Now that the election is over and city council can return to business, the Castlegar News decided to speak with the individual councillors to see what they want to focus their efforts on in the next four years.
Deb McIntosh — “I will continue to work on the official community plan, keep moving forward in the direction we have been and taking note of some of the concerns that citizens had during the election.
“Also trying to figure out how to get more engagement going because that seems to be a big one. Again I don’t know how to engage the community any more than we have been, but it is certainly a task I am willing to take on. I would really like to see more input on poverty issues and dealing with homelessness. Not necessarily doing something right away but at least advocate and have a voice in that particular realm of provincial government.
“I think everyone sitting at the table has something to offer and I hope Mr. Tassone jumps on board with us and has a wonderful four years.”
Kevin Chernoff — “I guess the immediate future would involve settling the strike issue as quickly as we can.
“Long term goals would be continuing on with the infrastructure, which will come up in our budget discussions. I think that’s always our council’s top priority; the roads, the sewers and water.
“Beyond that we look at things like millennium ponds, which will be a focus again for the next year. That will include things like the completion of the dog park and I know there has been other ideas thrown around like the beach volleyball courts and things like that.
“For the new year I hope things carry on the way that they have been. I think Castlegar has been very progressive and I think this election shows people are proud of the community.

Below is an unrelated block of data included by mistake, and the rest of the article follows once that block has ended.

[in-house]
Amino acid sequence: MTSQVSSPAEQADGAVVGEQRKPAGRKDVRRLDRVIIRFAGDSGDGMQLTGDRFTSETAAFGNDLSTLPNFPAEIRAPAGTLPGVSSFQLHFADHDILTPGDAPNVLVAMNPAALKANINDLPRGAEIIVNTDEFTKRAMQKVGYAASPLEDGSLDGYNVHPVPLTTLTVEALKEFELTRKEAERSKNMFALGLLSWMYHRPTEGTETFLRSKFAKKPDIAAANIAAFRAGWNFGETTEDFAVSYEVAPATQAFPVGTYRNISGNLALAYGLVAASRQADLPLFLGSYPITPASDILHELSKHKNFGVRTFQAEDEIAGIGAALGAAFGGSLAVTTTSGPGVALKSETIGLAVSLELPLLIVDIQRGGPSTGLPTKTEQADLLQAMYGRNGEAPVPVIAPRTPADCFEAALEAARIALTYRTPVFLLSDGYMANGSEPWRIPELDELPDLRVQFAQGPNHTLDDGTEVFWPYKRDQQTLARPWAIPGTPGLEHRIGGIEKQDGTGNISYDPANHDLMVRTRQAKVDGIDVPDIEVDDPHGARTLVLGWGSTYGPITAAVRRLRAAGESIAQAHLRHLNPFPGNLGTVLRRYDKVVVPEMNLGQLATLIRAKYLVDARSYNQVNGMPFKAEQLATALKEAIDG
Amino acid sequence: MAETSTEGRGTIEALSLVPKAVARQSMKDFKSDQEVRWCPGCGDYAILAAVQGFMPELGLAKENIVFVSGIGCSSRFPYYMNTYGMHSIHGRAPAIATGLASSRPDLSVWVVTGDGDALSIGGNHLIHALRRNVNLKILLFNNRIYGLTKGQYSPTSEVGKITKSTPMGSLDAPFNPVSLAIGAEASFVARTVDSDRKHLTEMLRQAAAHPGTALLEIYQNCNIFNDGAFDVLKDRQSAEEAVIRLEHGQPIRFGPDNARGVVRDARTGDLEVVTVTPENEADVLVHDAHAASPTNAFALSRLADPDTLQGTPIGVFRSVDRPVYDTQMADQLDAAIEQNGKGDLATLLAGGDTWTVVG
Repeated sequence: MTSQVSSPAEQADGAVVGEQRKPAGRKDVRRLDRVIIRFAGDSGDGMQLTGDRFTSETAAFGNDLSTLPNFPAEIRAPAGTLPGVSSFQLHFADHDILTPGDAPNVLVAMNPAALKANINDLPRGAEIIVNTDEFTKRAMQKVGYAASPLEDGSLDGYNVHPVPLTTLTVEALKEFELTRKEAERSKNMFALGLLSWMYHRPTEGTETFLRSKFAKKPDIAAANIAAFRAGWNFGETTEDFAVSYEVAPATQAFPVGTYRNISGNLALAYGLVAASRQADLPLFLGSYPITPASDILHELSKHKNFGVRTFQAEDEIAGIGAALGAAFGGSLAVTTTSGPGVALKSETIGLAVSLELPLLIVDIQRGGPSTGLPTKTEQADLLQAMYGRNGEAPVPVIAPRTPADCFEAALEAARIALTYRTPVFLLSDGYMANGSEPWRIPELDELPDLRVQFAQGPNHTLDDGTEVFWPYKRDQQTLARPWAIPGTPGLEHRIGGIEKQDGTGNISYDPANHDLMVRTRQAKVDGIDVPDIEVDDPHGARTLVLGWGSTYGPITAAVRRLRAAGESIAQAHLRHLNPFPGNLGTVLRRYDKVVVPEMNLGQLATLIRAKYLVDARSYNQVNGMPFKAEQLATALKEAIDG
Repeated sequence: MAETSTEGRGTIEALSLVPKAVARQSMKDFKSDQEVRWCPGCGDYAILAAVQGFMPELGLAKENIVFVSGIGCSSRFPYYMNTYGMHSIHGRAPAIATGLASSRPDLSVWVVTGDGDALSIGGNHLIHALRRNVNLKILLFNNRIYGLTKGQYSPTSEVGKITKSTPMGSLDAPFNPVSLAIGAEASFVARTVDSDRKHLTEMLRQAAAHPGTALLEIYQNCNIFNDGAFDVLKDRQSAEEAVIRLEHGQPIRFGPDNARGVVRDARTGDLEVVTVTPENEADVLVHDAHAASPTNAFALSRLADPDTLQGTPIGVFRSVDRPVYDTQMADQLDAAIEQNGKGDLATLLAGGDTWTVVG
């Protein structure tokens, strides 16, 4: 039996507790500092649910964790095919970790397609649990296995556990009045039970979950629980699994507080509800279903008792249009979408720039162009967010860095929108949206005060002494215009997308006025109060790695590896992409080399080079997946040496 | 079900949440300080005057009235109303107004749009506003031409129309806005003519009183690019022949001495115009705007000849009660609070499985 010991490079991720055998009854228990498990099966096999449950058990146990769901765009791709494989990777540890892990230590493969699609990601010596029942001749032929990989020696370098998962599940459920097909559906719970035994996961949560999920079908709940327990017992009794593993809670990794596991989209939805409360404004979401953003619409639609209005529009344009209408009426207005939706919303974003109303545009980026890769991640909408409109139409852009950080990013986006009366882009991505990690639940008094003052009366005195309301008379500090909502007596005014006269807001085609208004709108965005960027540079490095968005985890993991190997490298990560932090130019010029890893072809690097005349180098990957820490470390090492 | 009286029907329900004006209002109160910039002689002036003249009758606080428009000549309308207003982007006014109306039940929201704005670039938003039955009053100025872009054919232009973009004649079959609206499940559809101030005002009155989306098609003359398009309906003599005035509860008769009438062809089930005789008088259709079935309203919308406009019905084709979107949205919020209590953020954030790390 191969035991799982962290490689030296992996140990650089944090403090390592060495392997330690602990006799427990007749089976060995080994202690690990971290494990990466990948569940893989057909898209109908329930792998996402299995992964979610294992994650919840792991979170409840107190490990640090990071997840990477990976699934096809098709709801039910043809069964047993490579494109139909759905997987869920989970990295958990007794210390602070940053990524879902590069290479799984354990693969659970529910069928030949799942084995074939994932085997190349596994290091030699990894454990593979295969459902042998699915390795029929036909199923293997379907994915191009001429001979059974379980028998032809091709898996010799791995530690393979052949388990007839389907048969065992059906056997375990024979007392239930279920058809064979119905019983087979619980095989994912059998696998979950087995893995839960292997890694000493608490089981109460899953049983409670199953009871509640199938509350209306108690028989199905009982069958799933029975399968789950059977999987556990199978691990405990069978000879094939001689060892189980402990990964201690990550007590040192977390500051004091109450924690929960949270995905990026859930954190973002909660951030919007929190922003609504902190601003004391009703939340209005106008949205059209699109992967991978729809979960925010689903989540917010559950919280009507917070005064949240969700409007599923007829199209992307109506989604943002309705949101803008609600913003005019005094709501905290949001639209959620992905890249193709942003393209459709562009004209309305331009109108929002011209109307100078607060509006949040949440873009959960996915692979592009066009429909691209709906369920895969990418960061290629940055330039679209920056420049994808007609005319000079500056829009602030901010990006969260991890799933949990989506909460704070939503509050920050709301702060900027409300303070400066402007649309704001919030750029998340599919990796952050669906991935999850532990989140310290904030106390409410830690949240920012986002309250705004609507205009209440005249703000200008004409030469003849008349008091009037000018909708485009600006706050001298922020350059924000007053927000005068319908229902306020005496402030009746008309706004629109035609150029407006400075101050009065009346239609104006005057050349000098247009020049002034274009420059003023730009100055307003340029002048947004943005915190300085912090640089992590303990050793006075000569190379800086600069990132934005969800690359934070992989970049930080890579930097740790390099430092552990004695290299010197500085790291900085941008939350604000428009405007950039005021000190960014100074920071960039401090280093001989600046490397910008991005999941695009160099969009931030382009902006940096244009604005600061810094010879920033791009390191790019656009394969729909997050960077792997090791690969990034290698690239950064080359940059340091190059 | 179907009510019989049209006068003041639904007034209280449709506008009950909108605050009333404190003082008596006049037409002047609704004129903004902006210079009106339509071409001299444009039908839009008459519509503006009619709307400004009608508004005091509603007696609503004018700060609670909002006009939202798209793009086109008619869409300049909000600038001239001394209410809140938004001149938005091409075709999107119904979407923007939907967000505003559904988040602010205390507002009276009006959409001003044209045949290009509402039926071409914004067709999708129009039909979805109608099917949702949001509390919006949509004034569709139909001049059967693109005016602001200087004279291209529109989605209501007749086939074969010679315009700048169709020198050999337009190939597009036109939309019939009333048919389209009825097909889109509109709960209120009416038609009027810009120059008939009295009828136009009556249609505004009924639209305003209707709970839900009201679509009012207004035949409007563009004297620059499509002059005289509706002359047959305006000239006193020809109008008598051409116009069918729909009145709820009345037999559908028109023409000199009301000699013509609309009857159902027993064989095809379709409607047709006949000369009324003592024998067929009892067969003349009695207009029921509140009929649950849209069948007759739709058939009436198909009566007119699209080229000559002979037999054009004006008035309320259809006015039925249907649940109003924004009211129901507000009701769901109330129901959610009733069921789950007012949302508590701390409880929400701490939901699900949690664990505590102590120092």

“You know, like I’ve always said, we can have gold-lined sewers but if people don’t want to live here it doesn’t do us a lot of good.
Dan Rye — “I would like to see us carry forward on the momentum we already have started with the millennium ponds project and what’s going on down there. I think that’s going to be a key to what happens in the community in the next few years. It’s going to be a tourism driver for us down the road, attracting many people to the downtown core.
“This election shows that the residents of Castlegar are quite happy with the direction the city has been going. We’re always wanting to see more development. We’d love to see the business community strengthened. If there’s a way we can sit down with landlords in the community and get something going on the business side that would be great.
“There are a lot of empty store fronts, but we’re not the only community in B.C. that’s having these issues. It would be nice to get more businesses in town and keep people in town to spend their money.
Florio Vassilakakis — “I have a lot of things on my list.
“I want to continue to push for tax incentives for business property owners to improve the look of their business. So the downtown core can not only be revitalized but any property owner can take advantage of this to improve their buildings without having to worry about paying for the increased value of their property.